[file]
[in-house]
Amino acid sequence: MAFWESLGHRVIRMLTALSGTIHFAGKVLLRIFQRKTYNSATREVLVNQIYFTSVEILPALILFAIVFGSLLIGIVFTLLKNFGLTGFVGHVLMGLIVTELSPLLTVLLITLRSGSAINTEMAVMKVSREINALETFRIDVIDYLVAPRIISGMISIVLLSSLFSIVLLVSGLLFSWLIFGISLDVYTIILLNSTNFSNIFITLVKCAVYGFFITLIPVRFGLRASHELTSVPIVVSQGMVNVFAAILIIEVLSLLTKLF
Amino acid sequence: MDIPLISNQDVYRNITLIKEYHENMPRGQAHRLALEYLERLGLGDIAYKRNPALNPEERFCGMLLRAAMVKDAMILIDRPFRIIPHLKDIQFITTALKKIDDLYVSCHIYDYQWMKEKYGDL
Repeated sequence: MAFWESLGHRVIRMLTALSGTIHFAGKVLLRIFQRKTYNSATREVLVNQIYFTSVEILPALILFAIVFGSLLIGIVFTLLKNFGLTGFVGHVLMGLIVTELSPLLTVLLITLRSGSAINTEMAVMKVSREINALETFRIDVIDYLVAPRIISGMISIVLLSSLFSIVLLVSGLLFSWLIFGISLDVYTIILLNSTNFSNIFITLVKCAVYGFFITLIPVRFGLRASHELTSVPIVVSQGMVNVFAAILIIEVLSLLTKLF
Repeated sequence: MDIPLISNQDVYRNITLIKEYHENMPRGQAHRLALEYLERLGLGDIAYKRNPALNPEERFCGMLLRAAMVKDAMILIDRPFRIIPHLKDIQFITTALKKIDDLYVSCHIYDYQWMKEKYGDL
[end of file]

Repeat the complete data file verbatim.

[in-house]
Amino acid sequence: MAFWESLGHRVIRMLTALSGTIHFAGKVLLRIFQRKTYNSATREVLVNQIYFTSVEILPALILFAIVFGSLLIGIVFTLLKNFGLTGFVGHVLMGLIVTELSPLLTVLLITLRSGSAINTEMAVMKVSREINALETFRIDVIDYLVAPRIISGMISIVLLSSLFSIVLLVSGLLFSWLIFGISLDVYTIILLNSTNFSNIFITLVKCAVYGFFITLIPVRFGLRASHELTSVPIVVSQGMVNVFAAILIIEVLSLLTKLF
Amino acid sequence: MDIPLISNQDVYRNITLIKEYHENMPRGQAHRLALEYLERLGLGDIAYKRNPALNPEERFCGMLLRAAMVKDAMILIDRPFRIIPHLKDIQFITTALKKIDDLYVSCHIYDYQWMKEKYGDL
Repeated sequence: MAFWESLGHRVIRMLTALSGTIHFAGKVLLRIFQRKTYNSATREVLVNQIYFTSVEILPALILFAIVFGSLLIGIVFTLLKNFGLTGFVGHVLMGLIVTELSPLLTVLLITLRSGSAINTEMAVMKVSREINALETFRIDVIDYLVAPRIISGMISIVLLSSLFSIVLLVSGLLFSWLIFGISLDVYTIILLNSTNFSNIFITLVKCAVYGFFITLIPVRFGLRASHELTSVPIVVSQGMVNVFAAILIIEVLSLLTKLF
Repeated sequence: MDIPLISNQDVYRNITLIKEYHENMPRGQAHRLALEYLERLGLGDIAYKRNPALNPEERFCGMLLRAAMVKDAMILIDRPFRIIPHLKDIQFITTALKKIDDLYVSCHIYDYQWMKEKYGDL